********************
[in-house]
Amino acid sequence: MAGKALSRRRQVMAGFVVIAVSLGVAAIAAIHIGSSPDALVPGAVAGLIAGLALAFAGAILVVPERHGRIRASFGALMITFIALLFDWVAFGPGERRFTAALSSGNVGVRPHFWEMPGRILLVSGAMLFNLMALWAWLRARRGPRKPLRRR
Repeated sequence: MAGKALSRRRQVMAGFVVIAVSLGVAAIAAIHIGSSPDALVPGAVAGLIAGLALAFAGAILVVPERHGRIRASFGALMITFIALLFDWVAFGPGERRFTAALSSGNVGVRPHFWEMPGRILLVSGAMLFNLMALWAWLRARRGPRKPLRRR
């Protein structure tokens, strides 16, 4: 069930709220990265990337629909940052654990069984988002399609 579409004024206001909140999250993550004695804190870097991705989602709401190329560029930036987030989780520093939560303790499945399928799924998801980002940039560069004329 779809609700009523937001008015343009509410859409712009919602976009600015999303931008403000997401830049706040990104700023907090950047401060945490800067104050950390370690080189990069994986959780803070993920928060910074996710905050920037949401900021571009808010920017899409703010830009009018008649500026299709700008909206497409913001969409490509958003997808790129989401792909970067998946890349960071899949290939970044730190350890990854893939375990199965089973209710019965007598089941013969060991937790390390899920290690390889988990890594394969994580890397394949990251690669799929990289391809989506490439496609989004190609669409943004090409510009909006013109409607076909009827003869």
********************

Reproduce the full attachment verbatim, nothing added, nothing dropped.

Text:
[in-house]
Amino acid sequence: MAGKALSRRRQVMAGFVVIAVSLGVAAIAAIHIGSSPDALVPGAVAGLIAGLALAFAGAILVVPERHGRIRASFGALMITFIALLFDWVAFGPGERRFTAALSSGNVGVRPHFWEMPGRILLVSGAMLFNLMALWAWLRARRGPRKPLRRR
Repeated sequence: MAGKALSRRRQVMAGFVVIAVSLGVAAIAAIHIGSSPDALVPGAVAGLIAGLALAFAGAILVVPERHGRIRASFGALMITFIALLFDWVAFGPGERRFTAALSSGNVGVRPHFWEMPGRILLVSGAMLFNLMALWAWLRARRGPRKPLRRR
């Protein structure tokens, strides 16, 4: 069930709220990265990337629909940052654990069984988002399609 579409004024206001909140999250993550004695804190870097991705989602709401190329560029930036987030989780520093939560303790499945399928799924998801980002940039560069004329 779809609700009523937001008015343009509410859409712009919602976009600015999303931008403000997401830049706040990104700023907090950047401060945490800067104050950390370690080189990069994986959780803070993920928060910074996710905050920037949401900021571009808010920017899409703010830009009018008649500026299709700008909206497409913001969409490509958003997808790129989401792909970067998946890349960071899949290939970044730190350890990854893939375990199965089973209710019965007598089941013969060991937790390390899920290690390889988990890594394969994580890397394949990251690669799929990289391809989506490439496609989004190609669409943004090409510009909006013109409607076909009827003869």